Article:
Apple’s hardware sales were mostly flat, but its services are doing great
The expected holiday “super cycle” of iPhone sales didn’t exactly work for Apple a few months ago, but that doesn’t mean interest in the company’s smartphones has died off completely. Apple just dropped its Q2 2018 earnings release, which, as usual, revealed a few juicy details. For one, the company raked in $61.1 billion in revenue, a huge 16 percent jump over its performance this time last year. That good news comes with a disappointing chaser, however: Apple sold 52.2 million iPhones this past quarter. For those who haven’t been keeping count, that’s a tepid 3 percent lift over this time in 2017 and just short of most of Wall Street predictions. Even so, this is still the most iPhones Apple has moved in Q2 in three years.
Those hoping for a strong iPhone sales rally are sure to be disappointed, but it wasn’t hard to predict this kind of slackening demand. Over the past few weeks, iPhone production partners like SK Hynix and Taiwan Semiconductor Manufacturing — which churns out Apple’s A-series processors — pointed to a dip in smartphone demand to explain their recent, somewhat disappointing earnings reports.
The other mainstays of the company’s product portfolio didn’t shift much from last year, either. iPad sales jumped slightly to 9.1 million, though there’s plenty of room for movement there — after all, this quarter doesn’t take into account the recent launch of the 2018 iPad, a sequel to a device Apple spokespeople have called its most popular model. Meanwhile, Apple moved 4.08 million Macs, a very slight dip from its position this time last year. Frankly, we’re a little shocked that number hasn’t dipped further considering the company’s general lack of visible work on its computers.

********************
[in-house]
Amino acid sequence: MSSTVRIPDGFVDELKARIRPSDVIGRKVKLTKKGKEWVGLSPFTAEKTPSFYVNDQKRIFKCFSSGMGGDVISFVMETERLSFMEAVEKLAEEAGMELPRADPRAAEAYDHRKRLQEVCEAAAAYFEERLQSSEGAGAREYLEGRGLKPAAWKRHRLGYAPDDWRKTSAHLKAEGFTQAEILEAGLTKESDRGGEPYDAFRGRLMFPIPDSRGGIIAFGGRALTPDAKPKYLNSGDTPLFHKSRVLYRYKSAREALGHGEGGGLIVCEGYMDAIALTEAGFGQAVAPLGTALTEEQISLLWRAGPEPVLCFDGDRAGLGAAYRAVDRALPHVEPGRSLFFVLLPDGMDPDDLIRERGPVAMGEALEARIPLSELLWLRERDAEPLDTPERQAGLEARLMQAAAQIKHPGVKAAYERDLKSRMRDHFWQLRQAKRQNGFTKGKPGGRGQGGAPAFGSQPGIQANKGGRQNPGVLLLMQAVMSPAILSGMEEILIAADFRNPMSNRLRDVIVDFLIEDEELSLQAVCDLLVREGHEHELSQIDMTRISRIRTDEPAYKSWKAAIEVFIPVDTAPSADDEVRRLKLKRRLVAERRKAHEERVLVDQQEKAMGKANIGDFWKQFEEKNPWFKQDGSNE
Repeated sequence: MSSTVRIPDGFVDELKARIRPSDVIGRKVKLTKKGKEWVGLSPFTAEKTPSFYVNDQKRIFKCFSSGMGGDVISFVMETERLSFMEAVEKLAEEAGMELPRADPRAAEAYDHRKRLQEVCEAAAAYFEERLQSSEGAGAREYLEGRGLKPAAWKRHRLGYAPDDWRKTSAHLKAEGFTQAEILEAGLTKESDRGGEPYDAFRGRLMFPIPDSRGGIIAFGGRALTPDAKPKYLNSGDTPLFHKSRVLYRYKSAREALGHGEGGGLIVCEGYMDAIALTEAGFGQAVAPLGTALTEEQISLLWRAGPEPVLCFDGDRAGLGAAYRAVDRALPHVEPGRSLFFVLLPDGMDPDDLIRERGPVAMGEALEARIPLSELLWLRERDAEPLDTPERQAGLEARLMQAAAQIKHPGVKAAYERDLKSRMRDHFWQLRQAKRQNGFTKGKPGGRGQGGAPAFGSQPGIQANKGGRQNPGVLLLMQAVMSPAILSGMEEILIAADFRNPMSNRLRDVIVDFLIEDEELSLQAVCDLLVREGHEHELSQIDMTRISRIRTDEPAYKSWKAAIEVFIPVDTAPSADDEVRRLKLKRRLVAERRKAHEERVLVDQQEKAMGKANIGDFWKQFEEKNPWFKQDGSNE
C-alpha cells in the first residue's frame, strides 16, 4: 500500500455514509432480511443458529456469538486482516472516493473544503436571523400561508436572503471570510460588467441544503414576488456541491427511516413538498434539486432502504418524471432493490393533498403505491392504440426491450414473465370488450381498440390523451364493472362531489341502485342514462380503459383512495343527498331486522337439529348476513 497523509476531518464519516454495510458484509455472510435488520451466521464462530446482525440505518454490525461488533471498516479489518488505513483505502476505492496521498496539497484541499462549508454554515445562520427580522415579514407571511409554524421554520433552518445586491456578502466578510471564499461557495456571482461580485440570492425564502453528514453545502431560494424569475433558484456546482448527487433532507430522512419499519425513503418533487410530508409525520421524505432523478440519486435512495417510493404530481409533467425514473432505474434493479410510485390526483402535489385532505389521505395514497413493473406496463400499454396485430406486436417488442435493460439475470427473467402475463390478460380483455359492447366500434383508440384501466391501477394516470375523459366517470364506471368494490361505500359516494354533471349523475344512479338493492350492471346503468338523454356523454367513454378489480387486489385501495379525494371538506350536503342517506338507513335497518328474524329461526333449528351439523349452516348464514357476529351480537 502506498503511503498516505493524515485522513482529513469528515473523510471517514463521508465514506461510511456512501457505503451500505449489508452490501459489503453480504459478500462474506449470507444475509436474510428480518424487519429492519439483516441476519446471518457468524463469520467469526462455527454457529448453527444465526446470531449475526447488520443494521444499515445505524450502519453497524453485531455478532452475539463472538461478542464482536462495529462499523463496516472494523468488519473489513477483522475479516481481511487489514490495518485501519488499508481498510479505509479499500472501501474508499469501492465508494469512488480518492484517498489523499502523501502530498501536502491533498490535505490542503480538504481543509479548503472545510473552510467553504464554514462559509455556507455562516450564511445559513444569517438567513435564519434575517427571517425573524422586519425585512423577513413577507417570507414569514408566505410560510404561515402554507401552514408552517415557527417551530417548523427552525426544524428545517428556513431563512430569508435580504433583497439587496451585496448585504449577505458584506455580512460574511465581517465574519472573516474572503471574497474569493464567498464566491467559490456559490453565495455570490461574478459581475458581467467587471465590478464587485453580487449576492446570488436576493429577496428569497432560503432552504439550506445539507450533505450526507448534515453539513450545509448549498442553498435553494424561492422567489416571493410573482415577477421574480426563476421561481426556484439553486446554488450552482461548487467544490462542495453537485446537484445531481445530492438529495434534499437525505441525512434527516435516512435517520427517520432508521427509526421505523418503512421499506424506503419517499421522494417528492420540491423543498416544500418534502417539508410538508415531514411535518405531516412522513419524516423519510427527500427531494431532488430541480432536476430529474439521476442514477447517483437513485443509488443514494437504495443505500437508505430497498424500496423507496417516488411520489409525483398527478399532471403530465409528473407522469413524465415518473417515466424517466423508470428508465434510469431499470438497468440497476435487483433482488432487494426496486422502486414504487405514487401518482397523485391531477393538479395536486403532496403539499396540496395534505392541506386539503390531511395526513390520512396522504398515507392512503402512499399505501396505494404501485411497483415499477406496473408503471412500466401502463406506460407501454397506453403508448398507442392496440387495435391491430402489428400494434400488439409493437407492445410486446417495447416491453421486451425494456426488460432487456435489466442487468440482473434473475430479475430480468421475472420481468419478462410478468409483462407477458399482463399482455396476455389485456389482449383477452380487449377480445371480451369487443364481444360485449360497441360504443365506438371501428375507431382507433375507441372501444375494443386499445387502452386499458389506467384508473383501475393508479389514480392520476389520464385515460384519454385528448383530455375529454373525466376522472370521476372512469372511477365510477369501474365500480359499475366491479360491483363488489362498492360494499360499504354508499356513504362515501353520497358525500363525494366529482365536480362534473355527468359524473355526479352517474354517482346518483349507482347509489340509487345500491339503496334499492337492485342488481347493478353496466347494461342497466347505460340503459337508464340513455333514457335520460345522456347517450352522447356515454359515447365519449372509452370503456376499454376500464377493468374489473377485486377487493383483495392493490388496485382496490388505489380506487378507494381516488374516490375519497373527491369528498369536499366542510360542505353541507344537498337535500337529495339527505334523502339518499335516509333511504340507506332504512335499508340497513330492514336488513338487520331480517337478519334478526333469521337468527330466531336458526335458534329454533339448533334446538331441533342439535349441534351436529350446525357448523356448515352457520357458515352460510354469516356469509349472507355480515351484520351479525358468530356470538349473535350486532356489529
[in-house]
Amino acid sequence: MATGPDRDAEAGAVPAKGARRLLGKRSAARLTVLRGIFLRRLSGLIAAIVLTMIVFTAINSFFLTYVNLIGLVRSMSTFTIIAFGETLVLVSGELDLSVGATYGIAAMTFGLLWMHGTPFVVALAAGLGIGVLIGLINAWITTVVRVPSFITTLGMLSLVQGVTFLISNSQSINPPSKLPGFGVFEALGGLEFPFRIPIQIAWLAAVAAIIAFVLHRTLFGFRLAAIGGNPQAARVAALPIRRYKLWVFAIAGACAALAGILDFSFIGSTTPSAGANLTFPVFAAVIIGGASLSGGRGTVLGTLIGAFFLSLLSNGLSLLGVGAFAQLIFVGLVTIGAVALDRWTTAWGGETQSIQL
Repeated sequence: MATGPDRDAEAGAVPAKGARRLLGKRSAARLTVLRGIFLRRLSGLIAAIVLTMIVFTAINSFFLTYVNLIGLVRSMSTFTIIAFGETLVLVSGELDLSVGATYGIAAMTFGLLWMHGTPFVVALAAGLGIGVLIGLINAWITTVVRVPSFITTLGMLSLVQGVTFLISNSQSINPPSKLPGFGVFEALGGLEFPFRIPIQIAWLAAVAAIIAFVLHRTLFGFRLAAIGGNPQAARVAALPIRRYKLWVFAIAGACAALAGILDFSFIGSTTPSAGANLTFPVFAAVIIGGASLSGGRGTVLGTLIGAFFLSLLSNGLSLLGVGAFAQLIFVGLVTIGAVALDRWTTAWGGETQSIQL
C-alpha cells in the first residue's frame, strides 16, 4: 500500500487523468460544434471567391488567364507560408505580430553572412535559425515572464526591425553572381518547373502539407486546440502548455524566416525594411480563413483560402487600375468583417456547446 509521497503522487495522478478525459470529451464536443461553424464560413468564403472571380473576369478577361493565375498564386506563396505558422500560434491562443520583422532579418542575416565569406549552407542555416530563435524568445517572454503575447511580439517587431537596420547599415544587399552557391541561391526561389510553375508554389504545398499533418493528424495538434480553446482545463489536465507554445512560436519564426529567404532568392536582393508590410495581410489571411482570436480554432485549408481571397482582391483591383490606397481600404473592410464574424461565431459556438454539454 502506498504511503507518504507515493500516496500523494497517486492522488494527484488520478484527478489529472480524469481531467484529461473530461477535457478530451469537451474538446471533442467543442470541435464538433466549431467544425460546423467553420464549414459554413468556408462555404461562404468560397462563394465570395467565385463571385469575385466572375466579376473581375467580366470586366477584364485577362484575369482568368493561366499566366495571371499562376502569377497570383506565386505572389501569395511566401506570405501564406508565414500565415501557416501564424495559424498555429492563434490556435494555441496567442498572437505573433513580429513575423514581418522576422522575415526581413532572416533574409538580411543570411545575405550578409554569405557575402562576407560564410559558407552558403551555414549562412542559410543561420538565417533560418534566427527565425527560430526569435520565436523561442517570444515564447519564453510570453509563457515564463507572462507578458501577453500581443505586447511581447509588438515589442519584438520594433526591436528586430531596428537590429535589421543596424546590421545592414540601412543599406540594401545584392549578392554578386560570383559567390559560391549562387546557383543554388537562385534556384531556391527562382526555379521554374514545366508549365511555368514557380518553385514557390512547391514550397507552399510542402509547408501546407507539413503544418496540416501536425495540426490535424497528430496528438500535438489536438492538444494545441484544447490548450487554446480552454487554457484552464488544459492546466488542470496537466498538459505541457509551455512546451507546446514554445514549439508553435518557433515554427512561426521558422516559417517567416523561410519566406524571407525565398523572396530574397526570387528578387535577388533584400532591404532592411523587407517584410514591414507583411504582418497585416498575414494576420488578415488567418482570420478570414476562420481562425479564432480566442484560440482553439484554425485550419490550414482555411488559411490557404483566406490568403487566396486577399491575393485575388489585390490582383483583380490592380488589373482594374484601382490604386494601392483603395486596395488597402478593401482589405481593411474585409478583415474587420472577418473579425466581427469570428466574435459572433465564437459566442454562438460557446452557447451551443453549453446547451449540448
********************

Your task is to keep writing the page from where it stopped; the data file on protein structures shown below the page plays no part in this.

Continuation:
Not all of Apple’s hardware sales were static, though. Apple CEO Tim Cook called AirPods “a runaway hit” and pointed out that the company was working to keep up with the impressive demand during the company’s customary earnings call. That plus the continued popularity of the Apple Watch likely played a big role in the 38 percent spike in Apple’s “Other” revenue — you know, the bucket where Apple lumps all its other products into an opaque, lucrative mass.
The most notable surge we’ve seen in Apple’s report is in its services division: it was responsible for $9.2 billion of Apple’s total revenue influx, up more than 30 percent since last year. Not only is that some $2 billion more than what Apple’s services generated last year, it’s an all-time record for the company according to CFO Luca Maestri. With demand for Apple’s hardware seemingly going soft, expect to see the cash the company pulls in from services like iCloud, Apple Music and more to really drive movement in the company’s bottom line.